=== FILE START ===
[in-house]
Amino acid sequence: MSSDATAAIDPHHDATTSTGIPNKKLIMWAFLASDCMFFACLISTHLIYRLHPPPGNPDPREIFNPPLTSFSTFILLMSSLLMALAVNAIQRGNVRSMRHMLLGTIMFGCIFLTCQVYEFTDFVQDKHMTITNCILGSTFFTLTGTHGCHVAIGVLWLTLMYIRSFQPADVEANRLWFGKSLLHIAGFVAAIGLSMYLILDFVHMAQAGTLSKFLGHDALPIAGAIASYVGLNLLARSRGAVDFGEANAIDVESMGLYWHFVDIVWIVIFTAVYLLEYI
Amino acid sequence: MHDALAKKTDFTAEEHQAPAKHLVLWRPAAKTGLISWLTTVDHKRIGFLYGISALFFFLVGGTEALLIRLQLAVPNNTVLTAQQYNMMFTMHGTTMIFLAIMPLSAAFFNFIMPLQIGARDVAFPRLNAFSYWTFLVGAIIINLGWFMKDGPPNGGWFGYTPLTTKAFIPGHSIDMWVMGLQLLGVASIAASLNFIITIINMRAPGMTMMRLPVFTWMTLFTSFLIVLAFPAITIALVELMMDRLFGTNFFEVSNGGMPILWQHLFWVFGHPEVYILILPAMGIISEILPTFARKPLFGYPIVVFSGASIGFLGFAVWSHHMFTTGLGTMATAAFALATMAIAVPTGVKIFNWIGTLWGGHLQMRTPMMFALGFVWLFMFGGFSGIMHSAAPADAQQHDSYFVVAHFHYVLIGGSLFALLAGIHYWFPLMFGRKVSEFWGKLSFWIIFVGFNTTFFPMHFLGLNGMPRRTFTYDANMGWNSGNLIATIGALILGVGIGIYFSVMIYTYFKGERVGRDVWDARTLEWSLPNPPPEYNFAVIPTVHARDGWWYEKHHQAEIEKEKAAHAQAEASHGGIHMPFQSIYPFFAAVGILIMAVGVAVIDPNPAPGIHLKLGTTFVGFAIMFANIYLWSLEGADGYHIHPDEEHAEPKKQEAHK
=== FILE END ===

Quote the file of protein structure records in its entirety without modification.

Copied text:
[in-house]
Amino acid sequence: MSSDATAAIDPHHDATTSTGIPNKKLIMWAFLASDCMFFACLISTHLIYRLHPPPGNPDPREIFNPPLTSFSTFILLMSSLLMALAVNAIQRGNVRSMRHMLLGTIMFGCIFLTCQVYEFTDFVQDKHMTITNCILGSTFFTLTGTHGCHVAIGVLWLTLMYIRSFQPADVEANRLWFGKSLLHIAGFVAAIGLSMYLILDFVHMAQAGTLSKFLGHDALPIAGAIASYVGLNLLARSRGAVDFGEANAIDVESMGLYWHFVDIVWIVIFTAVYLLEYI
Amino acid sequence: MHDALAKKTDFTAEEHQAPAKHLVLWRPAAKTGLISWLTTVDHKRIGFLYGISALFFFLVGGTEALLIRLQLAVPNNTVLTAQQYNMMFTMHGTTMIFLAIMPLSAAFFNFIMPLQIGARDVAFPRLNAFSYWTFLVGAIIINLGWFMKDGPPNGGWFGYTPLTTKAFIPGHSIDMWVMGLQLLGVASIAASLNFIITIINMRAPGMTMMRLPVFTWMTLFTSFLIVLAFPAITIALVELMMDRLFGTNFFEVSNGGMPILWQHLFWVFGHPEVYILILPAMGIISEILPTFARKPLFGYPIVVFSGASIGFLGFAVWSHHMFTTGLGTMATAAFALATMAIAVPTGVKIFNWIGTLWGGHLQMRTPMMFALGFVWLFMFGGFSGIMHSAAPADAQQHDSYFVVAHFHYVLIGGSLFALLAGIHYWFPLMFGRKVSEFWGKLSFWIIFVGFNTTFFPMHFLGLNGMPRRTFTYDANMGWNSGNLIATIGALILGVGIGIYFSVMIYTYFKGERVGRDVWDARTLEWSLPNPPPEYNFAVIPTVHARDGWWYEKHHQAEIEKEKAAHAQAEASHGGIHMPFQSIYPFFAAVGILIMAVGVAVIDPNPAPGIHLKLGTTFVGFAIMFANIYLWSLEGADGYHIHPDEEHAEPKKQEAHK